One-Hit Willie: A Classic Rock Novel by William Westhoven

Review by Lela Michael

As an art critic says to an artist in the 1850 Charles Reade novel Christie Johnstone, “Art is not imitation, but illusion.” In fiction, it’s challenging to tell a story using archetypal themes and characters without descending into cliché. When you tell a story involving rock and roll, this feat becomes even trickier.

William Westhoven, who has covered the performing arts as a journalist since 1989, makes the leap to fiction successfully with his debut novel. He accomplishes this by using a compassionate, humorous narrative voice, interspersing his journalistic observations about the music business with a light enough touch to let the story continue moving.

One-Hit Willie: A Classic Rock Novel opens as a musician consents to an interview on television prior to a reunion tour with his former band. Westhoven hooks us with a mystery: Who is this Willie, what is Aaron hiding, and why should we care about him? To begin answering the latter question, we soon learn Aaron’s previous successes haven’t gone to his head. Amid the chaos created by this on-the-air interview, the Prologue stops as abruptly as it started. From Pearl Harbor through the New Millenium, from Las Vegas to San Francisco by way of Atlantic City and Oceanside, California, the story of this musician’s epic career is then told in chronological order–fifty years and coast-to-coast.

As the plot winds its way through time and place, our protagonist is beset with triumphs and tragedies befitting any guitar hero. In spite of his popularity in Las Vegas, he is forced by circumstances to leave town and change his identity. He lands in San Francisco during the Summer of Love and eventually starts another band, selling millions of records. But as he grows older, he’s more and more the reluctant hero.

Westhoven gives us characters that are types and yet individuals. Aaron’s mother is Winnie Quinn, and while we’ve all met someone like Winnie, we’ve never met this Winnie. There’s a tavern owner named Pappy, a studio engineer called Flash, and a casino named The Full House. The aptly-named characters and places are introduced with lyrical descriptions, such as Las Vegas mobster Pasquale “Patsy” Bucco:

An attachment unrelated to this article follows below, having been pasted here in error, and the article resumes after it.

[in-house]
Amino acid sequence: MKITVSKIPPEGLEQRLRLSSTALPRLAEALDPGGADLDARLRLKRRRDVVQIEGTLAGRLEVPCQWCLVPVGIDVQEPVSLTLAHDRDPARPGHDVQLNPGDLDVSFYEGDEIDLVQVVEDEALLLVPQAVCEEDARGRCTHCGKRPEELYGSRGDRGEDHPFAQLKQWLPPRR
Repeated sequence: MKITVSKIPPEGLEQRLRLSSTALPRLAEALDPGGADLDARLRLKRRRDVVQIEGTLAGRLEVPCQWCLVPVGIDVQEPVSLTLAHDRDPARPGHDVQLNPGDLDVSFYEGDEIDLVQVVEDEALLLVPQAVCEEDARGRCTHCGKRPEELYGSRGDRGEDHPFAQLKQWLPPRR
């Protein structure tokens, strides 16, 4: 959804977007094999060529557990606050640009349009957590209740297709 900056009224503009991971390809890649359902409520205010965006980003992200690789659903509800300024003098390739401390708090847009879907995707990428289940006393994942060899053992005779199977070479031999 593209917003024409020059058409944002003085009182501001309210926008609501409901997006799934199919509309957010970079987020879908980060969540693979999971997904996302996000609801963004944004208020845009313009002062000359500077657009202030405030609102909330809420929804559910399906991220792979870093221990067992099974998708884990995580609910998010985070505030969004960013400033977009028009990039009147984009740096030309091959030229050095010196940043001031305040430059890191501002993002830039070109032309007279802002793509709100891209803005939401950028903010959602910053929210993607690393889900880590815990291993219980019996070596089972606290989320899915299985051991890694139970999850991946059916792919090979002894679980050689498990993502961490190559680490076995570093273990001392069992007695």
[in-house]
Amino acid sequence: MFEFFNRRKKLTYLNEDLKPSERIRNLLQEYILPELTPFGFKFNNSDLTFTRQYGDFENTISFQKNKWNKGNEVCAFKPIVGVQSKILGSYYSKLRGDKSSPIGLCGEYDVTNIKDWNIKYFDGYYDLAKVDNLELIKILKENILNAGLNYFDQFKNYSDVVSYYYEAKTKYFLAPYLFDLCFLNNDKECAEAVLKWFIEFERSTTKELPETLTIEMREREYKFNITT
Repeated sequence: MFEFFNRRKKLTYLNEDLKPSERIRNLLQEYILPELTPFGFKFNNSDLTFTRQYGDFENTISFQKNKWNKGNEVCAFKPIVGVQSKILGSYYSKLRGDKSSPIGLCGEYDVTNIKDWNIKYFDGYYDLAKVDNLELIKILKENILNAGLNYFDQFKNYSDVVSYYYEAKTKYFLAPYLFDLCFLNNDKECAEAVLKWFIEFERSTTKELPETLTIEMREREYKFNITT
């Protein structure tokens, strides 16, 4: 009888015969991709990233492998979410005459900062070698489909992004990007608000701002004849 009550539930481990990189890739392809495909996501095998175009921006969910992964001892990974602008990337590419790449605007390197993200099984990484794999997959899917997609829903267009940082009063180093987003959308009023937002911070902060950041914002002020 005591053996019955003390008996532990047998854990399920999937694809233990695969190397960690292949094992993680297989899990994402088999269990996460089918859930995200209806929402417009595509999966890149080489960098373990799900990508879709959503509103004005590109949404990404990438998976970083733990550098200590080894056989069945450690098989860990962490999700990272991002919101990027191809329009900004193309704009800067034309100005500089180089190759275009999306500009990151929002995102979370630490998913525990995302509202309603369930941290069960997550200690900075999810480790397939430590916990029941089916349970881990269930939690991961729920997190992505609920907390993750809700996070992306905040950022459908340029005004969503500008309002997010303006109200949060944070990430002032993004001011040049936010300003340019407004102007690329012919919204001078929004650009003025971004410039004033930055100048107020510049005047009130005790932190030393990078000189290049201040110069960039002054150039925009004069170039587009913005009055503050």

“Patsy was built like a coal furnace. Five-foot-seven, nearly as wide, with a cast-iron stomach inside and out. Shoulders wider than the alley that cut from Division to Elm in his native Chicago. Round biceps the size of coconuts. Knuckles hard as lug nuts.

The characters also come to life through believable dialogue, whether the conversations are long or short. Even more impressive is Westhoven’s use of place to reflect a character’s level of comfort (or discomfort) with their environment, be it New Jersey, or Las Vegas, or San Francisco (my favorite paragraph in the book):

“The recording sessions for the first album by the Victorian Manner were the stuff of legend. Arguments that escalated into fistfights. Clashes of ego that threatened to compromise the San Andreas Fault. Attacks of anxiety, panic and hysteria. Walkouts and tearful reunions that ate up days of studio time.”

Westhoven also knows when to wear his wistful storyteller hat and when to wear his observant journalist hat. The Author’s Note in the back of the book goes into the process Westhoven went through in creating his narrative voice and the personal meaning of the themes arising throughout his carefully woven story.

It bears repeating to say the author takes us to the edge of the stage without falling into a mosh pit of cliché. That I think so much of this novel is the reason I rate the book 4 stars instead of 5. I’d like to see the cover without the blurbs added (front and back); I couldn’t find credits for the front photo or the cover design (both are superb). Additionally, the text needs a quick copy edit to clean up numerous yet easy-to-fix typos.

But don’t let that stop you from getting this book. For a self-published first novel, this is something to be proud of. I’ve known famous musicians and am fairly well-versed in the history of rock and roll, yet found myself chuckling at times, gasping at others, and misting up at the end. Well done, Willie!

I wrote this review for the online magazine Self-Publishing Review. Links to the author’s website and to preview/purchase the book are available there (click on the book cover).

To read more of my book reviews, click here


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